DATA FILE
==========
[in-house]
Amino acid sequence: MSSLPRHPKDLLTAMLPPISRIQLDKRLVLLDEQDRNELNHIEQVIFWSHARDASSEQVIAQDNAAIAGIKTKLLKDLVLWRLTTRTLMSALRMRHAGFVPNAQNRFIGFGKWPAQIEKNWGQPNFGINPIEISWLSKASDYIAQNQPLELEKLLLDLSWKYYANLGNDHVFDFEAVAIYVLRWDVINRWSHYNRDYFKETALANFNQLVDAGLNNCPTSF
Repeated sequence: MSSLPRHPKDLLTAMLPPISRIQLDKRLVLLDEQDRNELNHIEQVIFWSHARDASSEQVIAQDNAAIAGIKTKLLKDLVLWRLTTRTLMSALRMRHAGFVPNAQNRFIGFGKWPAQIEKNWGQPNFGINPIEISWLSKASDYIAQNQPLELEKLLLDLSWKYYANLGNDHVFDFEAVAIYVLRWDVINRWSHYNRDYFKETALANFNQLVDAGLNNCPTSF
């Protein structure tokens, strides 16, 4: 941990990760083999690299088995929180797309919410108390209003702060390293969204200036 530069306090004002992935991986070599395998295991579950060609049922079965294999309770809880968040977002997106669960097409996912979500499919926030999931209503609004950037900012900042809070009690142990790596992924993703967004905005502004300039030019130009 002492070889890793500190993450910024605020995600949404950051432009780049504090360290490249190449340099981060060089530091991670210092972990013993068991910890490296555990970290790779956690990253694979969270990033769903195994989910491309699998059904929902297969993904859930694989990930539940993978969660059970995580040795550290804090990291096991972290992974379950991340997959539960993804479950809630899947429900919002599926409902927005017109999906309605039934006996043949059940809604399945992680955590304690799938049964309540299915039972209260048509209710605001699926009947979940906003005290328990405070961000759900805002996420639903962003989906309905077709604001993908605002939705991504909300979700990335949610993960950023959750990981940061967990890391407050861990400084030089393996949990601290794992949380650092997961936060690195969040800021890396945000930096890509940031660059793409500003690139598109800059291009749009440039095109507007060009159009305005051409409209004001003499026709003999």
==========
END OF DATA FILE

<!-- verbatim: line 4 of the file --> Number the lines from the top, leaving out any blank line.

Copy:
């Protein structure tokens, strides 16, 4: 941990990760083999690299088995929180797309919410108390209003702060390293969204200036 530069306090004002992935991986070599395998295991579950060609049922079965294999309770809880968040977002997106669960097409996912979500499919926030999931209503609004950037900012900042809070009690142990790596992924993703967004905005502004300039030019130009 002492070889890793500190993450910024605020995600949404950051432009780049504090360290490249190449340099981060060089530091991670210092972990013993068991910890490296555990970290790779956690990253694979969270990033769903195994989910491309699998059904929902297969993904859930694989990930539940993978969660059970995580040795550290804090990291096991972290992974379950991340997959539960993804479950809630899947429900919002599926409902927005017109999906309605039934006996043949059940809604399945992680955590304690799938049964309540299915039972209260048509209710605001699926009947979940906003005290328990405070961000759900805002996420639903962003989906309905077709604001993908605002939705991504909300979700990335949610993960950023959750990981940061967990890391407050861990400084030089393996949990601290794992949380650092997961936060690195969040800021890396945000930096890509940031660059793409500003690139598109800059291009749009440039095109507007060009159009305005051409409209004001003499026709003999």